Is Reboot really for everyone?

The Kananaskis Delta Lodge

It is easy to see the merits of Reboot, and sing its praises while marveling at the open process it has embodied. However, despite likely best intentions, the truth is that it is the still the same individuals already engaged in their communities, politically or otherwise who are the driving force behind this movement. It is still putting up barriers, likely unintentional but present nonetheless.

The conference held in Kananaskis this weekend was costly. A registration fee of $150.00 and to stay at the conference site, the cost per night was roughly $110.00. Those costs do not include travel, or time needed for travel, nor does it include any extra costs such as food, drinks, spending. Debra Ward, an Edmontonian was one individual who couldn’t attend because of the cost. She commented that, “distance equals cost. I think that was probably why they got the same people they always get. I wasn’t the only person who would have liked to have gone. It was cost; cost and little bit of disenfranchisement. A feeling of not really being a part of what the event was trying to attract. When you’re exclusive, you miss out on a huge part of the population, think of those disabled. How do they there if it isn’t easily accessible? I have friends who are disabled; they wouldn’t, and they couldn’t go.”

Ward has other criticisms. She was also a member of the ChangeCamp organizing committee, and found the experience to be less than positive. “I sat on the organizing committee for ChangeCamp, there were only two females in that whole group. That’s pretty sad when there is two females, and we are half the population. I felt, myself, like I was given lip service anytime I tried to bring up issues. I really believed in the process of ChangeCamp, but it was a headache for me and it made me reconsider joining anything again.

Wards disillusionment comes out of the barriers in place throughout Alberta’s political organizations, barriers clearly not being addressed by the members of these up and coming movements. Ward notes, “I hate to be gender specific because I believe the best person for anything should always be the best person. But, reality is, that’s not happening. It’s not happening because it’s the same people; the same group of society that is trying to change things but because there so insulated, they’re just altering it.”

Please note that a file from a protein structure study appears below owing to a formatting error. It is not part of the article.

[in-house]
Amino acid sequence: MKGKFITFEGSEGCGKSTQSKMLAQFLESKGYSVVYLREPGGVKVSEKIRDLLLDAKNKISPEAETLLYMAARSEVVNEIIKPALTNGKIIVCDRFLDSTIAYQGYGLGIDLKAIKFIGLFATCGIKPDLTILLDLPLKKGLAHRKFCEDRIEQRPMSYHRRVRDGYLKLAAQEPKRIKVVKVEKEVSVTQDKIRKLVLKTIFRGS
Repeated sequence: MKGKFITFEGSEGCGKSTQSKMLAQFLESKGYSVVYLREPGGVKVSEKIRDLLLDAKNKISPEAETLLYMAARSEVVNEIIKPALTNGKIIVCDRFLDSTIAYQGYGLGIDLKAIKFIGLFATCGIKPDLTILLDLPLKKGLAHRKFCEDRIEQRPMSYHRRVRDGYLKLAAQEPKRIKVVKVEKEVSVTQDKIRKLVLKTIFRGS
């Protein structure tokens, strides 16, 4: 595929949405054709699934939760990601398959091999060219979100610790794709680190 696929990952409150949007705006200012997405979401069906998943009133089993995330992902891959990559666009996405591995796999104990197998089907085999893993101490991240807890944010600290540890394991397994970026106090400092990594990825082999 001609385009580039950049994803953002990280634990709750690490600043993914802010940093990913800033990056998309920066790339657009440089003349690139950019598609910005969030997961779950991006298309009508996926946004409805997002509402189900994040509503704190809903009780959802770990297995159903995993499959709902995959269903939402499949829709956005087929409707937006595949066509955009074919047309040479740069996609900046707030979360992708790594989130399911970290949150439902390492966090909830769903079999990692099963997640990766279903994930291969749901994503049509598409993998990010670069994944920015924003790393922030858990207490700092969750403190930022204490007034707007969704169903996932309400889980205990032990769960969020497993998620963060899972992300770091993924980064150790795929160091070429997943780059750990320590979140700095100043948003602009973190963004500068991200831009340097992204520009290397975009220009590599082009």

In the end, only kindness matters

Ok, well that may not be true. In the end, what matters is staying true to what you preach. In end, what matters is that if Reboot, Renew, and The Alberta Party are here for Albertans, then they should be here for all Albertans. Kelly talked about increasing interests and genuine participation by opening up the process. In order to do that, all voices need to be heard and considered. Moreover, all voices need to recognized, and actual actions need to be taken, to ensure that their concerns, and their perceptions, are taken into account.

Reboot Alberta could be a game changing movement in the province. Working alongside, though not necessarily in consort with, new parties like the Alberta Party and WAP, this social change movement has the potential to produce actual change in Alberta’s political culture.

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The more things change, the more they stay the same

Canada’s pre-eminent public intellectual John Ralston Saul famously wrote, “The rising power of specialist groups increasingly ties this train to what is called utility. In order to attract money from and for these groups, universities are now reorganizing themselves to serve directly a variety of very specific interests. The thousand year struggle to create independent centers of learning and free thought is rarely mentioned.”

Much like the society Saul talks about, Alberta has began to reorganize its post-secondary education to serve specific interests.

Furthermore, Alberta has consistently proven in its budgets and in its actions that education is not much of a priority at all. One out of every three students in Alberta go on to attend post-secondary education out of high school, and overwhelmingly, the cited reason for not attending is affordability. This should come as no surprise as Albertans have consistently paid tuition that is among the highest in Canada. Last year, Alberta was rated third, behind New Brunswick and Ontario and in 2008 we were fifth.

While the Alberta government has complained about transfer payments and taxation, post-secondary education has consistently been de-prioritized and commercialized. Long gone are the days of glorified liberal education institutions. Learning for its own sake has been sacrificed to Rexall, Shell, and prominent banks. Instead of students lust after Stein, Meade, and Keohane, we see students entering university to get degrees to obtain jobs. Our government has consistently told students that debt is a four-letter word. That is unless it is in the form of student loans.